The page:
Lastly, we must guard ourselves and our marriages from a possessive jealousy. Unlike envy, jealousy is not a sin in and of itself. Indeed, if there is a reason for the jealousy, it is appropriate in a marriage as a means of protecting the sanctity of that marriage. However, when jealousy becomes irrational, all consuming and possessive, it moves beyond the realm of protection and into sin. Far from protecting your marriage, this type of possessive jealousy can drive spouses apart.
It has become a bit of a cliché, but we should remember that marriage is a partnership – a team. It is not, and cannot be, a competition. We should strive for the betterment of our spouse through our actions, but never demand it through their actions. Everything we do in our marriages should be to edify and build up our spouses, and when we let envy and jealousy seep into our outlook, we limit our ability to do that and put our marriages in jeopardy.
Envy and kids
It is no surprise that kids compete for their parents’ attention, and as parents we have to make sure that we do not foster envy and jealousy between siblings. The worst thing a parent can do in this regard is to play favorites. No parent will admit that they have a favorite child, but many parents certainly act as if they do. Kids are very astute, and they pick up on those clues from their parents. The results can be devastating to a family and can include fighting, strife, broken relationships and closed hearts. The Bible includes a couple of classic examples of what can happen when this type of envy overtakes a family.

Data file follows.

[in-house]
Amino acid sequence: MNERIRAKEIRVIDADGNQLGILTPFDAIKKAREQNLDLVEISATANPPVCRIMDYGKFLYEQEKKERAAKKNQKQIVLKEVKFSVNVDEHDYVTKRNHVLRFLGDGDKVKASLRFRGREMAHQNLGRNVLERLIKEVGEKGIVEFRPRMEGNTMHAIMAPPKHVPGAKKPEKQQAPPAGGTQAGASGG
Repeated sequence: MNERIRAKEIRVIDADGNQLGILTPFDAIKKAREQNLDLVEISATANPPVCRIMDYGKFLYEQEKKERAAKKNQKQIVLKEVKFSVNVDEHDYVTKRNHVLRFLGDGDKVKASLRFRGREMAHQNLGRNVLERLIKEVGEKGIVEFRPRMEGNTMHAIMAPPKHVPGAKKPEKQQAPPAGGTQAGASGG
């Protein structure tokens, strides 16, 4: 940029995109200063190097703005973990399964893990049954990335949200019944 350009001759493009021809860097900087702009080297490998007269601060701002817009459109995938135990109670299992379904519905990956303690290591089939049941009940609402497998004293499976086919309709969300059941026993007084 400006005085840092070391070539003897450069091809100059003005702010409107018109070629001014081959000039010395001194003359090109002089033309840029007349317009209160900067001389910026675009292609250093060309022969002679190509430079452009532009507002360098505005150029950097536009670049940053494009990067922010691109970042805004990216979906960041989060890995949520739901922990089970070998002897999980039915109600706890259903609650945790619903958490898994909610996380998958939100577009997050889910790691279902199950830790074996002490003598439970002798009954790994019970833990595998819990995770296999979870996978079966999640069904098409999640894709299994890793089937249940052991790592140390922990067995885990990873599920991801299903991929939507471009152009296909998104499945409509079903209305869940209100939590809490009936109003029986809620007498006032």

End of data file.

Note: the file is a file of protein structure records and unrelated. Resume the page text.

Genesis 25-27 tells the story of Jacob and Esau. It tells us that:
Isaac, who had a taste for wild game, loved Esau, but Rebekah loved Jacob. (Genesis 25:28)
This favoritism led to competition among the kids and ultimately led Rebekah to help Jacob deceive Isaac and steal the birthright which Isaac intended to give to Esau.
Esau’s envy and jealousy, and Jacob’s deceit led Esau to a murderous plan:
Esau held a grudge against Jacob because of the blessing his father had given him. He said to himself, “The days of mourning for my father are near; then I will kill my brother Jacob.” (Genesis 27:41)